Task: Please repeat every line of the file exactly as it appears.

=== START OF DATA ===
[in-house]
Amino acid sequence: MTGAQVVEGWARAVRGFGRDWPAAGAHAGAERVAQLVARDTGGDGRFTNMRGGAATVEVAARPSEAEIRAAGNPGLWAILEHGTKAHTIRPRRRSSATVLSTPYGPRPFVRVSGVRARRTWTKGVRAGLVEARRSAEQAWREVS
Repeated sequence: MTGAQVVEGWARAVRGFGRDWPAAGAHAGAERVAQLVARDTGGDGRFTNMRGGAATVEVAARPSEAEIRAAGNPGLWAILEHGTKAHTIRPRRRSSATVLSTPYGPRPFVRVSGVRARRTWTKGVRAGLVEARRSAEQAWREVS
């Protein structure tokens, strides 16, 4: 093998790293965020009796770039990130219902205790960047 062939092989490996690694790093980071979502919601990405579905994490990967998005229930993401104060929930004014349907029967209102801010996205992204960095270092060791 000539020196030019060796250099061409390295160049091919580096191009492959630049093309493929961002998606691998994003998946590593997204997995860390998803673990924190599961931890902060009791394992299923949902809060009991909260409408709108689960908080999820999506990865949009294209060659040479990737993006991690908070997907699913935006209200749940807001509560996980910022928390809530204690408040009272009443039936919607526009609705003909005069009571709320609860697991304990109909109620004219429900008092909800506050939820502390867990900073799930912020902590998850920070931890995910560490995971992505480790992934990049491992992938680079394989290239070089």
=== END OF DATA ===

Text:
[in-house]
Amino acid sequence: MTGAQVVEGWARAVRGFGRDWPAAGAHAGAERVAQLVARDTGGDGRFTNMRGGAATVEVAARPSEAEIRAAGNPGLWAILEHGTKAHTIRPRRRSSATVLSTPYGPRPFVRVSGVRARRTWTKGVRAGLVEARRSAEQAWREVS
Repeated sequence: MTGAQVVEGWARAVRGFGRDWPAAGAHAGAERVAQLVARDTGGDGRFTNMRGGAATVEVAARPSEAEIRAAGNPGLWAILEHGTKAHTIRPRRRSSATVLSTPYGPRPFVRVSGVRARRTWTKGVRAGLVEARRSAEQAWREVS
């Protein structure tokens, strides 16, 4: 093998790293965020009796770039990130219902205790960047 062939092989490996690694790093980071979502919601990405579905994490990967998005229930993401104060929930004014349907029967209102801010996205992204960095270092060791 000539020196030019060796250099061409390295160049091919580096191009492959630049093309493929961002998606691998994003998946590593997204997995860390998803673990924190599961931890902060009791394992299923949902809060009991909260409408709108689960908080999820999506990865949009294209060659040479990737993006991690908070997907699913935006209200749940807001509560996980910022928390809530204690408040009272009443039936919607526009609705003909005069009571709320609860697991304990109909109620004219429900008092909800506050939820502390867990900073799930912020902590998850920070931890995910560490995971992505480790992934990049491992992938680079394989290239070089």